Testimony to the classic design of the cartridge machine pioneered by Nolte, Bailey and Jenkins at WJBC, and Beville, Knox and Strauss at WWDC, is the long life it enjoyed.

Bibliography

  • Anderson, Charles, "The Progression of Videotape Recording," Broadcast Engineering, Intertec Publishing, Overland Park, KS, May 1979.
  • Ginsberg, Charles, "The Birth of Videotape Recording", Ampex Corporation, Redwood City, CA.
  • Ginsburg, Charles, "The First VTR: A Historical Perspective," Broadcast Engineering, Intertec Publishing, Overland Park, KS, May 1981.
  • Graubart, Lawrence, "Magnetic Tape Trends," Ampex Corporation Magnetic Tape Division, Redwood City, CA.
  • Hammar, Peter, "The Birth of the VTR," Broadcast Engineering, Intertec Publishing, Overland Park, KS, June 1986.
  • Mullin, Jack, "Discovering Magnetic Tape," Broadcast Engineering, Intertec Publishing, Overland Park, KS, May 1979.
  • Randolph, Gene, "The History of the Cart Machine," Broadcast Engineering, Intertec Publishing, Overland Park, KS, August 1984.
  • "Retrospective: The History of Video Developments," Video Systems, Intertec Publishing, Overland Park, KS, March 1985.
  • Roizen, Joseph, "Video Tape Recorders: A Never Ending Revolution," Broadcast Engineering, Intertec Publishing, Overland Park, KS, April and May 1976.
  • Schneider, Arthur, "The Growth of Videotape Editing," Broadcast Engineering, Intertec Publishing, Overland Park, KS, May 1981.
  • Schow, Edison, "A Review of Television Systems and the Systems for Recording Television," Sound and Video Contractor, Intertec Publishing, Overland Park, KS, May 1989.
  • Schubin, Mark, "From Tiny Tubes to Giant Screens," Video Review, April 1989.
  • Ziff, Richard, "The 25th Anniversary of the Videotape," Broadcast Engineering, Intertec Publishing, Overland Park, KS, April 1981.

Historical Photos

This Magnetophone "model K-4" tape deck is similar to the two machines brought back to San Francisco by Jack Mullin in 1946. Mullin's machines inspired Ampex to produce the first successful U.S. professional audiotape recorder in 1948. (Courtesy of AEG.)

The Great Race to Video Recording

 

Members of the Ampex videotape recorder R&D team pose around the prototype Mark IV VTR that changed TV broadcasting. Shown (from the left) are: Fred Pfost, Shelby Henderson, Ray Dolby, Alex Maxey, Charles Ginsburg (team leader) and Charles Anderson. (Courtesy of Ampex.)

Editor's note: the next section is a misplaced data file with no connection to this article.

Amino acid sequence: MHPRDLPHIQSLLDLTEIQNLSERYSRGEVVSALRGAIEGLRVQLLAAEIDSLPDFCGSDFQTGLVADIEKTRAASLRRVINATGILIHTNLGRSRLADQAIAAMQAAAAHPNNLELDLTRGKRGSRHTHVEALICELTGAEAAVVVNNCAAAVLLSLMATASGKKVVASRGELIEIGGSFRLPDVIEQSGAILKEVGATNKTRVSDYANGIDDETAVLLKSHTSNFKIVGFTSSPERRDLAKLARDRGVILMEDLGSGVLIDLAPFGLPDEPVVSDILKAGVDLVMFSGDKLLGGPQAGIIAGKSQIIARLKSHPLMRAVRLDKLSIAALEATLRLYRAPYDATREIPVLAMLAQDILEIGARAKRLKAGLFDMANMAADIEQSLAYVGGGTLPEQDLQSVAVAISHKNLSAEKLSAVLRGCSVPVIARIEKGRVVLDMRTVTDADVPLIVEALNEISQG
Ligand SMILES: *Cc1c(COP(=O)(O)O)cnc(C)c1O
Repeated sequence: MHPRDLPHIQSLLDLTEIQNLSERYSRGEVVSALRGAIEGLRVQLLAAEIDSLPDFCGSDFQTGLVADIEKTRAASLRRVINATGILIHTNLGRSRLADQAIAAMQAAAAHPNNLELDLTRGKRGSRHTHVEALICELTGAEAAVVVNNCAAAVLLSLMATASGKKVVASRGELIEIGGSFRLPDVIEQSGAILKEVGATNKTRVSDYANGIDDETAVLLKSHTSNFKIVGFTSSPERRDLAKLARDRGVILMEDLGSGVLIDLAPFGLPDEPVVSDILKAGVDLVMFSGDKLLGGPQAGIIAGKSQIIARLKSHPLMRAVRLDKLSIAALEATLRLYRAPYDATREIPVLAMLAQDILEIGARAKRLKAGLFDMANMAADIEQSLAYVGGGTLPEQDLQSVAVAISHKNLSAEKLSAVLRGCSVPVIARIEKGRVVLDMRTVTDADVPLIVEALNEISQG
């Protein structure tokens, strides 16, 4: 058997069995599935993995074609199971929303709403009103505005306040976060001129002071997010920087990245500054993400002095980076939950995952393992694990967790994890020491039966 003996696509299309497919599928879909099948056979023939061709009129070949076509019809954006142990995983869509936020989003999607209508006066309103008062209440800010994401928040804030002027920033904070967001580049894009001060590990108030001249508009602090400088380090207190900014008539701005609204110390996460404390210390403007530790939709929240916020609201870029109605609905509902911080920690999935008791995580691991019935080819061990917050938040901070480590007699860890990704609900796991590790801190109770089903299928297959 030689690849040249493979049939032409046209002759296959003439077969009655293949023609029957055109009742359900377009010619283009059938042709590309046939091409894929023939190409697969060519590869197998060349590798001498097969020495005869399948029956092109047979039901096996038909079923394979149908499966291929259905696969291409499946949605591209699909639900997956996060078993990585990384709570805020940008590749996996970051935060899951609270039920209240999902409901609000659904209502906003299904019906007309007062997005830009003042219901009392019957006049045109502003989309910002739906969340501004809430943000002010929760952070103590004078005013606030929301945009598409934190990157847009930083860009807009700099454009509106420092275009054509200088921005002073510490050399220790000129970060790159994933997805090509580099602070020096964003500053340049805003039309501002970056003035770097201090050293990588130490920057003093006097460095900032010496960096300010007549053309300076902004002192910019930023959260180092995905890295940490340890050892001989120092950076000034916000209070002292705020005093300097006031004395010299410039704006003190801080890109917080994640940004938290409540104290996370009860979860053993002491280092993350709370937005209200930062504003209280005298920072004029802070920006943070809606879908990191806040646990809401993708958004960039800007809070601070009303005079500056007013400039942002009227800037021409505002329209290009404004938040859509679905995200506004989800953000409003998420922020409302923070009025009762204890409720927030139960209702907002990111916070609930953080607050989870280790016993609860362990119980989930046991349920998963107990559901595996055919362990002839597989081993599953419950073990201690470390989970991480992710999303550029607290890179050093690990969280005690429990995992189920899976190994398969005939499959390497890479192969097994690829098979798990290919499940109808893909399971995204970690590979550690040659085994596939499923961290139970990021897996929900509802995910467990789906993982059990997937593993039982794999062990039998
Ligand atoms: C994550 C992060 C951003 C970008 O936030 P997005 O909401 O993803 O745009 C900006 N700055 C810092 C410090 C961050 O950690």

The world's first practical videotape recorder, the Ampex-Mark IV prototype VTR, was unveiled in April 1956 at the National Association of Radio and Television Broadcasters (NAB) convention. (Courtesy of Ampex.)

The first broadcast via videotape on November 30, 1956. CBS Television City in Hollywood, shown, replayed the Douglas Edwards and the News program three hours after it was received on the West Coast. CBS engineer John Radis stands at the controls of the Ampex VRX-1000. Note the racks of support electronics (on the left) for the tape transport. (Courtesy of Ampex.)

The progress of the videotape recording from 1953 to 1956. Clockwise from top left: Shirley Temple, recorded late 1953 using AM signal processing; the Bob Crosby show, 1954, using FM signal processing; an FM videotape picture of a kinescope broadcast, mid-1954; and FM recording, early 1956. (Courtesy of Ampex.)

The early Ampex machines required three racks of tube-filled chassis -- and a lot of maintenance. (Courtesy of Ampex.)

The RCA TR-22 was the first fully transistorized VTR. Solid-state technology allowed the complete machine to be compacted into a single unit 55-inches wide and 72-inches high. (Courtesy of Ampex.)

Audio Spot Recording

 

There is some dispute over which company built the first audio cartridge machine. This Spotmaster deck is at least one of the world's first cart machines, built in 1959. (Courtesy of Broadcast Electronics.)

The Gates ST-101 spot tape recorder. The selector bar on the front panel determined which pre-recorded announcement was played. The spot playback system was introduced at the 1959 NAB convention. (Courtesy of Harris.)

Internal view of the ST-101 showing the magnetic tape cylinder. The roll could be replaced in the field in about 15 minutes, if necessary. (Courtesy of Harris.)

Side view of the magnetic tape cylinder of the Gates ST-101 spot recorder/player. (Courtesy of Harris.)

Return to Top of Page.